Had they been detected? Was the unknown contact coming for them? She wasn't sure, but it seemed unlikely. Analysis of the records had shown that when ever the mysterious traces had turned up, they mostly just wandered around their immediate locale before returning. That was probably all that was going on here. Alpha Charlie One was a stretch of corridor, with only two ways out. It was a toss of a coin whether it came closer to them or went further away.
The section of tunnel she was in, point seven four, was about two metres wide by ten or so long. The ceiling was low, James could probably have walked under it with no problems, were it not for the lighting rig on the ceiling; even she had had to duck under that in places. They'd turned a sharp right from point seven three to enter it. The next turn, into seven five, was to the left, more than ninety degrees. They'd be doubling back on themselves. The area about the turn was now fully illuminated by the light from that section. Looking in that direction caused her night vision gear to automatically reduce it's amplification.
And now she could hear something. A soft, wet sounding slapping. Surely that couldn't be...footsteps? The rhythm was right but the noise itself was disturbingly fleshy. And something else...a low, malevolent gibbering, interspersed by busts of lunatic cackling.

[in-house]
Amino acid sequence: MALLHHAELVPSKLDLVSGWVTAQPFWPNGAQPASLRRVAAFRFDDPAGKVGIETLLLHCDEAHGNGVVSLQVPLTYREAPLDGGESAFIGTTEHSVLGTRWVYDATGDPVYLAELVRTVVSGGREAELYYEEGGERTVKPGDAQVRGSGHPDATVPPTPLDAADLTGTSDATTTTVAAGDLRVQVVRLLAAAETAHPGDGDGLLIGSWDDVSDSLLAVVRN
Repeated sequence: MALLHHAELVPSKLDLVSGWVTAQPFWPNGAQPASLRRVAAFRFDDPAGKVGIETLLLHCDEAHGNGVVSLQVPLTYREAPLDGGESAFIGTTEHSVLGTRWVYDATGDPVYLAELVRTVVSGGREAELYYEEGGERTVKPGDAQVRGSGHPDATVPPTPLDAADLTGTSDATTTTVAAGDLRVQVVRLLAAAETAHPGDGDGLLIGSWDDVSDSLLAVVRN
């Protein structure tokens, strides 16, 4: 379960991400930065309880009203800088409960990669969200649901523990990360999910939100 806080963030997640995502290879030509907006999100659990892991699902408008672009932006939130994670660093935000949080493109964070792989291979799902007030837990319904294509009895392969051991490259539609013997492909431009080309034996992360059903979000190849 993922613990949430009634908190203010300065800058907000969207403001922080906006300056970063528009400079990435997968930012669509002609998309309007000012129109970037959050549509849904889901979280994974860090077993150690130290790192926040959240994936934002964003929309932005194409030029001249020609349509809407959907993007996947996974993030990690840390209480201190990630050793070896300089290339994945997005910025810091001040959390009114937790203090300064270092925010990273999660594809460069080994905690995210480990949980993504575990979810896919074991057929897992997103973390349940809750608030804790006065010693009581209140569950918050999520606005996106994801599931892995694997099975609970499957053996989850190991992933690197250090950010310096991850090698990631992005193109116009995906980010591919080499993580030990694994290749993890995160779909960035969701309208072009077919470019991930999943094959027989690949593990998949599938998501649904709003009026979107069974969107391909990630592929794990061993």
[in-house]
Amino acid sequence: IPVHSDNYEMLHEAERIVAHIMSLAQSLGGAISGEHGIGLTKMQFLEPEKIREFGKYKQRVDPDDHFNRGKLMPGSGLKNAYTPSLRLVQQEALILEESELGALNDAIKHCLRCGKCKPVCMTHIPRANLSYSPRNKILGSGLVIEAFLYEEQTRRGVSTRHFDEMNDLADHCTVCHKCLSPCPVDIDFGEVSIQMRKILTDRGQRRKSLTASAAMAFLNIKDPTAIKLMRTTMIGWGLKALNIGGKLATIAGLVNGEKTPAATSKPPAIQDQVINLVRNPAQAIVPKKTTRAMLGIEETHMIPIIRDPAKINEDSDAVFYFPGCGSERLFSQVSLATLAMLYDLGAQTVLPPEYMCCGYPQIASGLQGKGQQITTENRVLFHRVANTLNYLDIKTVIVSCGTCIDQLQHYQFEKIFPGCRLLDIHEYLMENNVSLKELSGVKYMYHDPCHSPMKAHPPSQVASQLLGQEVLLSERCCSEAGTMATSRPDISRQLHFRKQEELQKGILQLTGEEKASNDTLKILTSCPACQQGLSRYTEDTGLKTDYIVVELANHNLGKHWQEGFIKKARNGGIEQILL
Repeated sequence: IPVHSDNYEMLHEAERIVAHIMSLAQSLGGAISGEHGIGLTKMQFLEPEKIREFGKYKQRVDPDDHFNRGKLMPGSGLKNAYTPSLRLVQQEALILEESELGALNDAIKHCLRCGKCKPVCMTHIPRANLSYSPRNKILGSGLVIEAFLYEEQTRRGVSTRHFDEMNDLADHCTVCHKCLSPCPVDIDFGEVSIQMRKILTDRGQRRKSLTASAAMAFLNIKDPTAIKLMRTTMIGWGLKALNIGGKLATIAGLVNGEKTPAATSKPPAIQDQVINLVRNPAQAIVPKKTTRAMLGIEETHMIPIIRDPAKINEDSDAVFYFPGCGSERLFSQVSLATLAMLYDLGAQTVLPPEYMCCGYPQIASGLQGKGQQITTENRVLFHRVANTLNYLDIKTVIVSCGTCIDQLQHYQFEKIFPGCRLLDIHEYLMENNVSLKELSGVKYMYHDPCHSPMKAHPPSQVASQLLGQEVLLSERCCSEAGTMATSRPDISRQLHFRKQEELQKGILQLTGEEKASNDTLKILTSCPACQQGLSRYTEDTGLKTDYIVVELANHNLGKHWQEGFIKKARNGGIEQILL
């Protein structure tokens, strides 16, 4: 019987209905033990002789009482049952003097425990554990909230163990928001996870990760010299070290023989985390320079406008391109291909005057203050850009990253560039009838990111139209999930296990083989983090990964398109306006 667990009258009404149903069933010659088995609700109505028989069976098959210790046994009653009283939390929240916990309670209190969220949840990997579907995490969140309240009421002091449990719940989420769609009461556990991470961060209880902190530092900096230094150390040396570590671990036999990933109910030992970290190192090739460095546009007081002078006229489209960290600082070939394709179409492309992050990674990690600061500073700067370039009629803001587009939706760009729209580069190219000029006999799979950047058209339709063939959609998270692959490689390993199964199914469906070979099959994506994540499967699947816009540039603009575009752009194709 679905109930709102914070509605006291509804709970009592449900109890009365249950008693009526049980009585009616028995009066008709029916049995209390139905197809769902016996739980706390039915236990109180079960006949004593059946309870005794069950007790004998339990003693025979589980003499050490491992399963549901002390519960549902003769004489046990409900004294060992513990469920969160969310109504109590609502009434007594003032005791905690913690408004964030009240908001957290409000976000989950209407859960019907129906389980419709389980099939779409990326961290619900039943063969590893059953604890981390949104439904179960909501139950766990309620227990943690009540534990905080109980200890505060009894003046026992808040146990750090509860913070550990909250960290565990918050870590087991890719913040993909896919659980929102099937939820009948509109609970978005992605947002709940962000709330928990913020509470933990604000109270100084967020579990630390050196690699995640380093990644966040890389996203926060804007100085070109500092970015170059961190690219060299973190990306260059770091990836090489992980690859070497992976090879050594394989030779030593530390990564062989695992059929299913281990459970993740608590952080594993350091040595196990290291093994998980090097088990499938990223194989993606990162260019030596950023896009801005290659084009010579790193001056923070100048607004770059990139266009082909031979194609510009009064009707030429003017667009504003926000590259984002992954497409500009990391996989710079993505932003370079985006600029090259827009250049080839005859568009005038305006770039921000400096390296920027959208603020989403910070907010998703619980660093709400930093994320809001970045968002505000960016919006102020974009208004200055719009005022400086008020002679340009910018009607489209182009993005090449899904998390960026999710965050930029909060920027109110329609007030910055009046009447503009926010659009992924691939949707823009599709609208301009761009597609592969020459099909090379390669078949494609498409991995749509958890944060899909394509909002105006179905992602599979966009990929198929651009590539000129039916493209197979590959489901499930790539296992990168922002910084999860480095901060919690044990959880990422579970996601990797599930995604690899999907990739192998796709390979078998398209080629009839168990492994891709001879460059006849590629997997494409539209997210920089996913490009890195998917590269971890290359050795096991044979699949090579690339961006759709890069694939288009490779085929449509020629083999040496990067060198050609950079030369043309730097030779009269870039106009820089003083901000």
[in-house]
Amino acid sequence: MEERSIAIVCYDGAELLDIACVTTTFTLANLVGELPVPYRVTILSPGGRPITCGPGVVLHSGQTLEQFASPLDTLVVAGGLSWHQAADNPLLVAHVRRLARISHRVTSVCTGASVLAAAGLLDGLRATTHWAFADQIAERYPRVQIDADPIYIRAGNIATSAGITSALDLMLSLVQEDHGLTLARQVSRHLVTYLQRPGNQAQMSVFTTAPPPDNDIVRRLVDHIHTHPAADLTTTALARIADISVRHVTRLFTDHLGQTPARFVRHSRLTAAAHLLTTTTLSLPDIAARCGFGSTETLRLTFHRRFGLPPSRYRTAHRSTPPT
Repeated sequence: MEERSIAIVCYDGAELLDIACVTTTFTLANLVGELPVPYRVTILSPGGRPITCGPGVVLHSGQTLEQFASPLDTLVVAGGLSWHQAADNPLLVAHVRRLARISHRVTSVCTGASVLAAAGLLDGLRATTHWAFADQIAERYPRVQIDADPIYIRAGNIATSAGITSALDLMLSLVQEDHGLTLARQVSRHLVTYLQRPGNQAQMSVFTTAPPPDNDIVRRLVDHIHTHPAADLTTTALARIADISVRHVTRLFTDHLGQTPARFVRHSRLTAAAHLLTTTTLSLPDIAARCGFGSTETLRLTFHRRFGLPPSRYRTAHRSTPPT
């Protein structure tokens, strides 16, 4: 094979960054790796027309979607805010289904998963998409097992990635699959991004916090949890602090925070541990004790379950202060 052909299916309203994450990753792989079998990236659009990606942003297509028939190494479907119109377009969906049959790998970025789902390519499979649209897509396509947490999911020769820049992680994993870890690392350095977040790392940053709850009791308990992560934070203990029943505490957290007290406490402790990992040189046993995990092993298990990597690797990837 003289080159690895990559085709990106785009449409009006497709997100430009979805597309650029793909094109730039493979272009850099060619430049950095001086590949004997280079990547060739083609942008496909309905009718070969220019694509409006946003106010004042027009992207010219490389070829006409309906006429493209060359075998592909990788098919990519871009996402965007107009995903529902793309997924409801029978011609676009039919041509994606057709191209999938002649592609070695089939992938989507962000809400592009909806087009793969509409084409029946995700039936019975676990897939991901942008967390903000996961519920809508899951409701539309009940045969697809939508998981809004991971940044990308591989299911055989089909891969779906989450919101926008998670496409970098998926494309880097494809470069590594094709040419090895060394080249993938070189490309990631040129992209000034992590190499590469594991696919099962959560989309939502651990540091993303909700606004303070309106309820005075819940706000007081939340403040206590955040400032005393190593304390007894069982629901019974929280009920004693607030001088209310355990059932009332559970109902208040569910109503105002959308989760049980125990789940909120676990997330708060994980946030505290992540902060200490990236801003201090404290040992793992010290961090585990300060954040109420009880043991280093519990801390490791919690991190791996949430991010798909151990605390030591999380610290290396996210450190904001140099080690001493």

James had never heard anything like it in her entire life. She glanced back at Tharpa for reassurance, and found none. He looked to be as disturbed by the sound as she was. The noise was getting louder, closer. She took deep breaths, concentrating on filling her lungs as much as possible without gasping noisily. She could feel her heart pounding in her chest.
Woo's name flashed on her Head Up Display. "Three, this is Two. Are you guys OK? We're reading accelerated vital signs.
James hit the transmit button twice, hearing the double click of Tharpa doing the same.
"OK. We're here if you need us. Stay frosty.
James forced herself not to swear. 'Stay frosty'. They'd been saying that ever since Professor Partridge had shown them those old movies. But right now she really didn't want to be reminded of them.
A sudden snort made he flinch, her index finger twitching to press against the trigger. It took all she had to relax it once more. The thing was getting closer. A dark patch, a shadow, slithered across the rocky floor and began to climb the opposite wall. It's source, illuminated from behind by the lights at section seven five, was about to cross the periphery into seven four...
...when it stopped.